It was bath-time….the end of the day…I was tired, he was dirty…nothing special. And yet, in that very mundane, everyday chore, my son and I were able to connect, and have a fun and educational play-time. It wasn’t fancy. It wasn’t found on Pinterest. It wasn’t pre-planned, and it had no accompanying worksheets or crafts. It was just a mom and her boy, taking advantage of a teachable moment. Simple.

I think it is so easy to get caught up in the nonsense that in order for it to “count”, we have to do something huge, massively creative, or uber-elaborate. We can’t just play with blocks, draw pictures, or play hide and seek…those are for the “regular” moms…the “lesser” moms…No, we have to go over and above each and every time. (If we don’t, we’re failing right?) Sound familiar? I’ll bet that I’m not the only mom that has had ridiculous expectations and mixed-up beliefs about what a “good mom” looks like.

I have been in the bad place…the place where I feel massive pressure to over-perform and come up with thematic wonderment for my kids….Earlier this summer, I painstakingly sat and wrote out plans for thematic play-days, and have since spent every waking hour feeling guilty that we haven’t done them. Daily, I’ll see other bloggers come out with posts with titles such as, “75 Fantastic Science Projects”, and immediately feel like a failure for A)not blogging things like that, and B)for not really wanting to sit and do 75 science experiments with my kids….Ever feel that way? Have you let the guilt monster eat you from the inside out because you don’t have the desire, time, energy, etc to DO all those crazy-elaborate things?

Today, I’m giving you permission to tell the guilt monster (and his awful little bag of messed up expectations) to take a hike. You have my permission to be SIMPLE. I’m going to let you in on a little secret…Your kids don’t need fancy (and sometimes I think being over-the-top all the time, can be a bad thing for kids). The activities you do with your kids don’t need to be “pinnable.” You don’t need 100 ideas. Every day doesn’t need to be filled with enchantment and planned activities. It’s okay to just be you, and to find joy, connection, and entertainment in the little things…the everyday things….the simple.

Look at bugs under a rock. Play with playdough. Draw. Dress a Barbie. Play tag. Teach them how to dribble a soccer ball. Run through the sprinkler. Laugh. Read. TALK. I think we often connect best with our children when the moment isn’t planned. I’ve found that sometimes when I’ve prepared for a big activity, and it doesn’t go as planned (because with kids, things never do), I’ll get let down and disappointed, get snippy, and the moment is lost. I may get something ready to do simply out of guilt (or out of feeling like I need to “compete” with certain bloggers) and resent the whole activity, because it isn’t something I actually WANT to do. I’m just like you. I’m tired. I long for moments alone. I like nap-time, and I don’t always want to spend my free-time prepping big projects (or writing out instructions for elaborate activities you all should do with your kids….when really, I don’t believe you need to!) We need to change our mind-set, be willing to not compare ourselves with the moms that are out there celebrating ladybugs 300 different ways, and be okay with taking advantage of quiet, everyday moments.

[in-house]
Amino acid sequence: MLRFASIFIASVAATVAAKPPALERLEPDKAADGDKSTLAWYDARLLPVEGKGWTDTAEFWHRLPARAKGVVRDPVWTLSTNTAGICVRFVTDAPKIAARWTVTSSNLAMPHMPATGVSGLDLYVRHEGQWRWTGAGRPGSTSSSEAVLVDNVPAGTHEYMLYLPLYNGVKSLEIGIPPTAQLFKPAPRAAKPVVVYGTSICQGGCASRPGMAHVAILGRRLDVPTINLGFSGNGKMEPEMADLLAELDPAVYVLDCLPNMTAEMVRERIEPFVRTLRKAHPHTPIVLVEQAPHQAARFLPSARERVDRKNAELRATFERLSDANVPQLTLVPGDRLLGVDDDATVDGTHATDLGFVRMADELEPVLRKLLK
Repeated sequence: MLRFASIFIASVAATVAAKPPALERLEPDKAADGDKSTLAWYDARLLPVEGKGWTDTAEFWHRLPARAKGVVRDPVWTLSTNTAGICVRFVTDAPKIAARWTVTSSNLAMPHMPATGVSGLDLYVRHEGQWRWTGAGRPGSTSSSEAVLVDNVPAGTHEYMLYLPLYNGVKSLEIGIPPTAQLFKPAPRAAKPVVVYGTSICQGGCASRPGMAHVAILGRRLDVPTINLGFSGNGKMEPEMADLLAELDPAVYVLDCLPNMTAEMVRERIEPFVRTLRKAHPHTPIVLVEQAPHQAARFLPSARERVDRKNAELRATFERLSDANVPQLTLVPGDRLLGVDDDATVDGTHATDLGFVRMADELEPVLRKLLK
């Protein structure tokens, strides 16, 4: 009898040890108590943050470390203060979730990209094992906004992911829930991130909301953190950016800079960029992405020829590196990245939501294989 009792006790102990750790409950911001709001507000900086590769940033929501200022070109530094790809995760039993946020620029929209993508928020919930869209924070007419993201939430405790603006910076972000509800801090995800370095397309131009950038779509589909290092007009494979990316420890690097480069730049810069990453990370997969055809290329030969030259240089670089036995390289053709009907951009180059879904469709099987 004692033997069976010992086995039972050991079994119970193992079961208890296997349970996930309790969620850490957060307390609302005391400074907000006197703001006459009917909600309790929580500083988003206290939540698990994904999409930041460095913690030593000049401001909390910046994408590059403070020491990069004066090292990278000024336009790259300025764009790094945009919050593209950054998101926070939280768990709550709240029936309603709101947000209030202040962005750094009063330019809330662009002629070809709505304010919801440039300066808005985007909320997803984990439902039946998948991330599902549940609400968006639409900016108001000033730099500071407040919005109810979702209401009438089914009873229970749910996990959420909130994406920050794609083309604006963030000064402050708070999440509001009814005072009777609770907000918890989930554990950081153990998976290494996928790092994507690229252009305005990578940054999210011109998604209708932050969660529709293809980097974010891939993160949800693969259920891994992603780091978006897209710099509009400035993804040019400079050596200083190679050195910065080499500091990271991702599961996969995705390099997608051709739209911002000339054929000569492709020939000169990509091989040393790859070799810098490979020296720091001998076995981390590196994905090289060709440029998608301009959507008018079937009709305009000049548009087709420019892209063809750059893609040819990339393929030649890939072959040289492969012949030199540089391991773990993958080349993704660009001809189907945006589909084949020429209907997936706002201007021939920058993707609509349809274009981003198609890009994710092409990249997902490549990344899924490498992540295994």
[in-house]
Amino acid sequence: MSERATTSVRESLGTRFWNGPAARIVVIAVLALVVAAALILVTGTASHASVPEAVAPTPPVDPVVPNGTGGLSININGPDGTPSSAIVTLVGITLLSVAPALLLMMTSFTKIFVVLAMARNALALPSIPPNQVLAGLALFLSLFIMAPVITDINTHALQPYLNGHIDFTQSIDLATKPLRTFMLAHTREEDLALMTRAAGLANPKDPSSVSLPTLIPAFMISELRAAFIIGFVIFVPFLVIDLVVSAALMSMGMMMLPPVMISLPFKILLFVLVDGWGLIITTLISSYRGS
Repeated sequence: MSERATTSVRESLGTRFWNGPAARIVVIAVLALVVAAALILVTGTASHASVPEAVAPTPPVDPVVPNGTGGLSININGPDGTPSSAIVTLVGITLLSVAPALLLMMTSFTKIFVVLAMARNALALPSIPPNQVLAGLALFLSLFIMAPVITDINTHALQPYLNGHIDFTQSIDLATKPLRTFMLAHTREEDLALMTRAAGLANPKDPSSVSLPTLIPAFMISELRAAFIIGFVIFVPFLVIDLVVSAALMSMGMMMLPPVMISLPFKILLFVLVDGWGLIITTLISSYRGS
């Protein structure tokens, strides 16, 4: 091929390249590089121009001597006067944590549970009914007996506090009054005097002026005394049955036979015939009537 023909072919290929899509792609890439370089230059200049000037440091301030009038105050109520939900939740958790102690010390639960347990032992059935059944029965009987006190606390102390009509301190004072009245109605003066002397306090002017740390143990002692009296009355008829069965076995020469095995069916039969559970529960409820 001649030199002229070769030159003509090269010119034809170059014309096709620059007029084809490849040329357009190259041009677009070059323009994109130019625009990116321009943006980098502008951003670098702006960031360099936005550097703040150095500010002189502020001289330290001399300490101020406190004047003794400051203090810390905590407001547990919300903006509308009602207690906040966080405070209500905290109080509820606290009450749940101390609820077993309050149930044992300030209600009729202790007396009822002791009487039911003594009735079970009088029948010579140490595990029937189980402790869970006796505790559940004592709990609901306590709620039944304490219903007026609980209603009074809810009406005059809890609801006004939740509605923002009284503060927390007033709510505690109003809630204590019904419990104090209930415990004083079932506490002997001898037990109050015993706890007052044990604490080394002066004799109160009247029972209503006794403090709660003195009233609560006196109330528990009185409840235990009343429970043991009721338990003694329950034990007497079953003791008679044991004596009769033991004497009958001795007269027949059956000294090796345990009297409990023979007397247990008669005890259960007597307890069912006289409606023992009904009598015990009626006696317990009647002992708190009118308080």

Here’s a key to some relief….just let those things go. I’m all for planning out special things for my kids ONCE IN AWHILE. I think when it stays an occasional occurrence, the kids learn to appreciate those things, I experience less stress from not having to do it all the time, and we treat those days as truly something special. Everyday doesn’t have to be “Disneyland.” It shouldn’t be. Don’t feel like you have to make each day a Pinterest day, or that you are less of a mom for not using cupcake wrappers, toilet rolls, or pipe cleaners in 86 different ways. It’s silly. Just play. Just read. Just talk. It’s okay to be simple. (I encourage it.)

Don’t plan. Don’t pin. Don’t feel the pressure. Play with what you have. Teach your children to be content by making the most of the everyday. (And, I’ve got to say, the everyday can be pretty darn great!) I’ll happily take imagination and spontaneous pretend play over big, elaborate (stressful), activities (that I don’t necessarily have the time or energy to create/follow through with.) So today, I whole-heartedly give you my permission to fore-go the elaborate, the planned, and the “I’m going to out-do so and so” feelings, and JUST BE SIMPLE. (Because really, simple is all you need.)